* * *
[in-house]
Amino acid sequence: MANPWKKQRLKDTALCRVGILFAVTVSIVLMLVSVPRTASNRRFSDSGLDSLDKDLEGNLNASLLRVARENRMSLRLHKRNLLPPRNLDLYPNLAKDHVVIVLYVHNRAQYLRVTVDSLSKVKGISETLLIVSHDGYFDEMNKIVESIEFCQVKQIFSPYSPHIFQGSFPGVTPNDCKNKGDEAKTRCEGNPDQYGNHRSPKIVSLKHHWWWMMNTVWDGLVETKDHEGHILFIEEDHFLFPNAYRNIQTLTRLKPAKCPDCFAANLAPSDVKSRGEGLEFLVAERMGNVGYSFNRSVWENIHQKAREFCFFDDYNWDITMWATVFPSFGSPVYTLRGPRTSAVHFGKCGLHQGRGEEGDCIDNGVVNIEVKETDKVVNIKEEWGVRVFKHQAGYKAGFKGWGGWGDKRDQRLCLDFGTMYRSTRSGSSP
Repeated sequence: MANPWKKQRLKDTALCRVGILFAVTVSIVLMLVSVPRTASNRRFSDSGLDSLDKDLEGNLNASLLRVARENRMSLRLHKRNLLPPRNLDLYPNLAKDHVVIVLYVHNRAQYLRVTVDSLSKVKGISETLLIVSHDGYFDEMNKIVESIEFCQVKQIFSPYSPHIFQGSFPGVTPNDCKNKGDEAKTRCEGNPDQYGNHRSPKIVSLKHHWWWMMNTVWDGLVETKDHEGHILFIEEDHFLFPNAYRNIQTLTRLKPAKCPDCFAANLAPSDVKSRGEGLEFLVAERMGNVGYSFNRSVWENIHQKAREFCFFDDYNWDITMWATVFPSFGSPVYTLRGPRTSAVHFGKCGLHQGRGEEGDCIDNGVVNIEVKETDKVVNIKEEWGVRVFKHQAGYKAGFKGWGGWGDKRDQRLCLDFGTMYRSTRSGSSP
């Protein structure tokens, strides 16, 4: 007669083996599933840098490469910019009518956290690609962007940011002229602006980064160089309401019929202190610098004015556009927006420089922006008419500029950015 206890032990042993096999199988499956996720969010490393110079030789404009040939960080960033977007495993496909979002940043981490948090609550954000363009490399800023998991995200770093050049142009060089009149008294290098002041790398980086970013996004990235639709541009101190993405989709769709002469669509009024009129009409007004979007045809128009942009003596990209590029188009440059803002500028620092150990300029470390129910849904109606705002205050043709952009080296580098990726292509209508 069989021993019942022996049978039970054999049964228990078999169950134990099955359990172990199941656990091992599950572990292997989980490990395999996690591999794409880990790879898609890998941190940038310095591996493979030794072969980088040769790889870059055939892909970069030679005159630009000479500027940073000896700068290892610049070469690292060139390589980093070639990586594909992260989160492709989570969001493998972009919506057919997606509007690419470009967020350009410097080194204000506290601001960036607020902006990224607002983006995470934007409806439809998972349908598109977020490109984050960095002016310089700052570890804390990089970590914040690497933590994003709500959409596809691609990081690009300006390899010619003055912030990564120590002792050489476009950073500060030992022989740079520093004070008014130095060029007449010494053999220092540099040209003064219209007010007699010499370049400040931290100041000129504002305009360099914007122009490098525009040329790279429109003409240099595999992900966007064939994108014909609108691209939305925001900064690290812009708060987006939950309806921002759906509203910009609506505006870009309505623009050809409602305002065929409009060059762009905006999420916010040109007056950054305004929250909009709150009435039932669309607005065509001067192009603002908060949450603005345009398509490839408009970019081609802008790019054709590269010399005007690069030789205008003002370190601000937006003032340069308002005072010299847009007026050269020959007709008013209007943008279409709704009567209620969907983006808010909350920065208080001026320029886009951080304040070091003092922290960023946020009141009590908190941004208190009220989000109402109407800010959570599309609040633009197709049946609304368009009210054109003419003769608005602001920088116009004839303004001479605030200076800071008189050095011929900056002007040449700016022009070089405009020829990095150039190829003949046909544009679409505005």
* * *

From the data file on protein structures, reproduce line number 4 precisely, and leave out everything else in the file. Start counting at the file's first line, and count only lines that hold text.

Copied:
């Protein structure tokens, strides 16, 4: 007669083996599933840098490469910019009518956290690609962007940011002229602006980064160089309401019929202190610098004015556009927006420089922006008419500029950015 206890032990042993096999199988499956996720969010490393110079030789404009040939960080960033977007495993496909979002940043981490948090609550954000363009490399800023998991995200770093050049142009060089009149008294290098002041790398980086970013996004990235639709541009101190993405989709769709002469669509009024009129009409007004979007045809128009942009003596990209590029188009440059803002500028620092150990300029470390129910849904109606705002205050043709952009080296580098990726292509209508 069989021993019942022996049978039970054999049964228990078999169950134990099955359990172990199941656990091992599950572990292997989980490990395999996690591999794409880990790879898609890998941190940038310095591996493979030794072969980088040769790889870059055939892909970069030679005159630009000479500027940073000896700068290892610049070469690292060139390589980093070639990586594909992260989160492709989570969001493998972009919506057919997606509007690419470009967020350009410097080194204000506290601001960036607020902006990224607002983006995470934007409806439809998972349908598109977020490109984050960095002016310089700052570890804390990089970590914040690497933590994003709500959409596809691609990081690009300006390899010619003055912030990564120590002792050489476009950073500060030992022989740079520093004070008014130095060029007449010494053999220092540099040209003064219209007010007699010499370049400040931290100041000129504002305009360099914007122009490098525009040329790279429109003409240099595999992900966007064939994108014909609108691209939305925001900064690290812009708060987006939950309806921002759906509203910009609506505006870009309505623009050809409602305002065929409009060059762009905006999420916010040109007056950054305004929250909009709150009435039932669309607005065509001067192009603002908060949450603005345009398509490839408009970019081609802008790019054709590269010399005007690069030789205008003002370190601000937006003032340069308002005072010299847009007026050269020959007709008013209007943008279409709704009567209620969907983006808010909350920065208080001026320029886009951080304040070091003092922290960023946020009141009590908190941004208190009220989000109402109407800010959570599309609040633009197709049946609304368009009210054109003419003769608005602001920088116009004839303004001479605030200076800071008189050095011929900056002007040449700016022009070089405009020829990095150039190829003949046909544009679409505005």